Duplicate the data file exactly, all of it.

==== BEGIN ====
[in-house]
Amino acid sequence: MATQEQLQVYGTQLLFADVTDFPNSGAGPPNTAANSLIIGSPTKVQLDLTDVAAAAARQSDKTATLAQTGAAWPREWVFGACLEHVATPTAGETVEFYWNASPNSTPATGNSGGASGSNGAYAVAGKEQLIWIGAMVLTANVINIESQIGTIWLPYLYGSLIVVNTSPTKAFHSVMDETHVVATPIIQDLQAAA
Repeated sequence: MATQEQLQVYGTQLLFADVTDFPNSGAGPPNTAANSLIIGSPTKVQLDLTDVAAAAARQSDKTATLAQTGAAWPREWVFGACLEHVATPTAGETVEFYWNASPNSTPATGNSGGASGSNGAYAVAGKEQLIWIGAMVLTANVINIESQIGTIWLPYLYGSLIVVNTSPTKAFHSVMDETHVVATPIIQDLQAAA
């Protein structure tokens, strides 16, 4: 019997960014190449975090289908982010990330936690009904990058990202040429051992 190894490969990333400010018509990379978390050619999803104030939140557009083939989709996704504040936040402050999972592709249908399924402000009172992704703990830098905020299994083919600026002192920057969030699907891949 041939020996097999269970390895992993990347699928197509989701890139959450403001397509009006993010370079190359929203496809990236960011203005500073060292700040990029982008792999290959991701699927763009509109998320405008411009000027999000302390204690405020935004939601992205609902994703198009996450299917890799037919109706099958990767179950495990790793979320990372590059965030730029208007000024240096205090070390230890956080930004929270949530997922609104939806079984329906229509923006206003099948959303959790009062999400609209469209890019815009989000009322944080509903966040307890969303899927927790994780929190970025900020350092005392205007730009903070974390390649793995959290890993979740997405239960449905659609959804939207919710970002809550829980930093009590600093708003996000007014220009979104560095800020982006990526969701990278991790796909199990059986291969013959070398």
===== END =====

[in-house]
Amino acid sequence: MATQEQLQVYGTQLLFADVTDFPNSGAGPPNTAANSLIIGSPTKVQLDLTDVAAAAARQSDKTATLAQTGAAWPREWVFGACLEHVATPTAGETVEFYWNASPNSTPATGNSGGASGSNGAYAVAGKEQLIWIGAMVLTANVINIESQIGTIWLPYLYGSLIVVNTSPTKAFHSVMDETHVVATPIIQDLQAAA
Repeated sequence: MATQEQLQVYGTQLLFADVTDFPNSGAGPPNTAANSLIIGSPTKVQLDLTDVAAAAARQSDKTATLAQTGAAWPREWVFGACLEHVATPTAGETVEFYWNASPNSTPATGNSGGASGSNGAYAVAGKEQLIWIGAMVLTANVINIESQIGTIWLPYLYGSLIVVNTSPTKAFHSVMDETHVVATPIIQDLQAAA
């Protein structure tokens, strides 16, 4: 019997960014190449975090289908982010990330936690009904990058990202040429051992 190894490969990333400010018509990379978390050619999803104030939140557009083939989709996704504040936040402050999972592709249908399924402000009172992704703990830098905020299994083919600026002192920057969030699907891949 041939020996097999269970390895992993990347699928197509989701890139959450403001397509009006993010370079190359929203496809990236960011203005500073060292700040990029982008792999290959991701699927763009509109998320405008411009000027999000302390204690405020935004939601992205609902994703198009996450299917890799037919109706099958990767179950495990790793979320990372590059965030730029208007000024240096205090070390230890956080930004929270949530997922609104939806079984329906229509923006206003099948959303959790009062999400609209469209890019815009989000009322944080509903966040307890969303899927927790994780929190970025900020350092005392205007730009903070974390390649793995959290890993979740997405239960449905659609959804939207919710970002809550829980930093009590600093708003996000007014220009979104560095800020982006990526969701990278991790796909199990059986291969013959070398």